“Why?” Doug asked, laughing at me.
“Because this has a zero point zero zero zero one percent chance of working and I don’t want anyone putting an idea in my head that our chances are any better than that.” I explained.
Too late! said the voice in my head, even though I tried my hardest to suppress it.
We drove to the pharmacy next. We needed to replenish the stocks of the clinic’s FSH we had used, but patients are not able to physically handle the drugs. So the plan was to pay for the medication and have the pharmacy ship them to Doctor B’s clinic. On the way there a google search told me the drugs we had used would cost approximately $2650. I nearly passed out from shock.
Of course we are fully prepared to spend money in our quest to have a child. We’d factored in a cost of $7000 for this cycle of IVF (because of the added cost of MRIs and other non-routine testing that happened for us this time around). But $7000 for IVF seemed acceptable, because IVF gives us a hugely increased chance of achieving our baby goal. Meanwhile, $2650 on a stab in the dark, one in a million possibility was asking a lot.
I was shaking when I handed the medication script over to the pharmacist, and waited nervously while he called to order in the vials we required.
“Ok that’ll be $36.10.” he said.
“………….sorry?” I asked, frowning.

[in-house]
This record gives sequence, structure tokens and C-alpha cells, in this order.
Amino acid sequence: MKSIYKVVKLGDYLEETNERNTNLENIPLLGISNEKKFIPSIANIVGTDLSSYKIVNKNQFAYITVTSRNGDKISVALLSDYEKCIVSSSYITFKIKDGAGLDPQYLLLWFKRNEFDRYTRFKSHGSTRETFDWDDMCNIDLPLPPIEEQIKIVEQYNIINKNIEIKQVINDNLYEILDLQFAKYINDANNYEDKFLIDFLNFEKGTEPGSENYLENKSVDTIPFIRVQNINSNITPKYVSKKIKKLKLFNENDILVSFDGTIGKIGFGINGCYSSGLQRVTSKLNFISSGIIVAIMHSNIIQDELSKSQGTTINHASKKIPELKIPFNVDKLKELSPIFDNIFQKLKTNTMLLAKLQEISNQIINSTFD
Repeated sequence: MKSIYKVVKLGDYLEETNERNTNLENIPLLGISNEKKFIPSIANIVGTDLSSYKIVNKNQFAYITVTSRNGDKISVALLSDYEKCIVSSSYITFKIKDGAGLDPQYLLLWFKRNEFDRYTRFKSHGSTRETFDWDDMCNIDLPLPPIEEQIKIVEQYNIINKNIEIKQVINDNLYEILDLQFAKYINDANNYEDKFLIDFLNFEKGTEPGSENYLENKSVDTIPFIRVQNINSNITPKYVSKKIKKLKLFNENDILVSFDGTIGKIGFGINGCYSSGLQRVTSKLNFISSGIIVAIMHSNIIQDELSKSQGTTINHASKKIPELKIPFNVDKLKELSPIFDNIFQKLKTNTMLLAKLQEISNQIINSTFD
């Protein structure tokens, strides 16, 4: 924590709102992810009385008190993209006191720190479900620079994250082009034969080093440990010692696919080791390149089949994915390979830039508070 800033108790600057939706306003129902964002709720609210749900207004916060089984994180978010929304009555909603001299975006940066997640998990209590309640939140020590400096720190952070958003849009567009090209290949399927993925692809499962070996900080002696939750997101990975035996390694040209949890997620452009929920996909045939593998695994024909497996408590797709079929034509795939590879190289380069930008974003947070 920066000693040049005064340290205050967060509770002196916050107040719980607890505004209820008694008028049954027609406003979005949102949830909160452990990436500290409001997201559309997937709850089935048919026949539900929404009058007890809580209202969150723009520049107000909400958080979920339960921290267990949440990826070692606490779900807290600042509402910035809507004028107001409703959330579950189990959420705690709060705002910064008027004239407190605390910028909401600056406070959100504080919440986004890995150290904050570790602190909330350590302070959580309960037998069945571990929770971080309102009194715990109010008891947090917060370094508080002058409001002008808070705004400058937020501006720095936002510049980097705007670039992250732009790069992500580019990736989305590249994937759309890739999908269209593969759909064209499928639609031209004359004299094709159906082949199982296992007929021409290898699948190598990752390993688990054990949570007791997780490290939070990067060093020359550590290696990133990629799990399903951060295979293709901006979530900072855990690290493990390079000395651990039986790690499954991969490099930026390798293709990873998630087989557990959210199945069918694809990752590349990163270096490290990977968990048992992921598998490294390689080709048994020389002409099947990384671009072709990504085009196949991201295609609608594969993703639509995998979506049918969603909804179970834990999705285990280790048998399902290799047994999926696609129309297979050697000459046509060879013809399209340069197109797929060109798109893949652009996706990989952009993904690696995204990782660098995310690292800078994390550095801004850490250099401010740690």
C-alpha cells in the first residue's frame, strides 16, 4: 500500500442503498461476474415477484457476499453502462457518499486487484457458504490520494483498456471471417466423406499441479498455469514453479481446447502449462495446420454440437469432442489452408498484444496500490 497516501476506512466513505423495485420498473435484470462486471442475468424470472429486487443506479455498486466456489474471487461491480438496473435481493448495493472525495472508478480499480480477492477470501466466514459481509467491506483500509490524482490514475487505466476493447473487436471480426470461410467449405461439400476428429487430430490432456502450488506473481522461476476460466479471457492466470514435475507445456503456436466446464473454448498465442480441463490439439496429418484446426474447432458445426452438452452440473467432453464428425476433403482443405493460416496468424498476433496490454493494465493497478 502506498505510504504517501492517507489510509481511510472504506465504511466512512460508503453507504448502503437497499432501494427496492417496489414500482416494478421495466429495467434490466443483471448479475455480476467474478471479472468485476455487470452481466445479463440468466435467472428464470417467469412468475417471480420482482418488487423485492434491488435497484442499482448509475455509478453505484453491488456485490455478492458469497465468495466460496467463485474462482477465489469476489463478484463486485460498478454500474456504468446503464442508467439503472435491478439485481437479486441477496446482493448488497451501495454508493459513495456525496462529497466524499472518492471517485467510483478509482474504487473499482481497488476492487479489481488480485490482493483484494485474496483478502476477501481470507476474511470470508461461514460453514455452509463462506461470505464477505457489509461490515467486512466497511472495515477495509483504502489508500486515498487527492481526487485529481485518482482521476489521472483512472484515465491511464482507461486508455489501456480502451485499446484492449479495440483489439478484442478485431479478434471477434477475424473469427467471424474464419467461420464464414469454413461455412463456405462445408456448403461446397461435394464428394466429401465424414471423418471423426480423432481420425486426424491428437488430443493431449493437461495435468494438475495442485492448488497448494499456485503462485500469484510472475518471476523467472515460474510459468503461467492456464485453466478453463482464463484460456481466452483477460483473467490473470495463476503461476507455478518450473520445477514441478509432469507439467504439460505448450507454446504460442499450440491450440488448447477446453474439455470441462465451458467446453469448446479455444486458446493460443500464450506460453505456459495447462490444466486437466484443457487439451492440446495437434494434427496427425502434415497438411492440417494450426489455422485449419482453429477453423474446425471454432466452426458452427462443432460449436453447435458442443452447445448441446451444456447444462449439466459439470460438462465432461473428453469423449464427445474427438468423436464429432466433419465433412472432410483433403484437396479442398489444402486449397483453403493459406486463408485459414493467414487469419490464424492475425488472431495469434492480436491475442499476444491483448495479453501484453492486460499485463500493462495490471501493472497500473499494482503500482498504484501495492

“36 dollars and 10 cents.” he said, slower this time.
“There’s a mistake.” I said quickly. “I’m ordering 2100iu of Puregon.”
“Yes.” he said, and I could see he was trying to make up his mind if I was sane or not. “That will be $36.10.”
Before I could argue any further, Doug was handing over a $50 note to pay for the drugs.
I wanted to do a happy dance in the pharmacy. I friggen love the PBS. I love Australia. There’s no way we could afford to go through these fertility treatments in many (if any) other countries. I’m so extremely grateful for that.
Next up on the agenda was work. I had so much to do at work, and a shortened work day wasn’t going to make my tasks any easier to accomplish.
But that morning I spent way too much of my brain capacity stressing about whether or not we should have sex in the evening and risk early ovulation, or abstain and then risk missing ovulation entirely. Realising I wasn’t getting any of my work done, I went outside where no one could hear me and phoned my mother to ask for advice. Um, is it weird that I feel most comfortable talking over these things with my mother??
“Turkey baster.” my mother said.
“What? Mum, no.” I spluttered.
“Turkey. Baster.” she said again insistently. “You’ll get the sperm up there without bumping anything.”
And then I thought about it more, and I realised she was right. Sure it wasn’t ideal. It wasn’t romantic. It didn’t fit with the notion I have in my head of couples making love and creating life. But what else about my life was ideal and romantic? The constant injections? The regular transvaginal ultrasounds? The cramping, acne, mood swings, bloating and bruising?
Plus, we could always try for the old fashioned romance on Wednesday night if the scan that morning went well.
With much trepidation, I called Doug and divulged my plan. Surprisingly, he agreed.
“Whatever it takes, darling.” he said. “We will do whatever it takes.”
And a fun Monday night was had by all!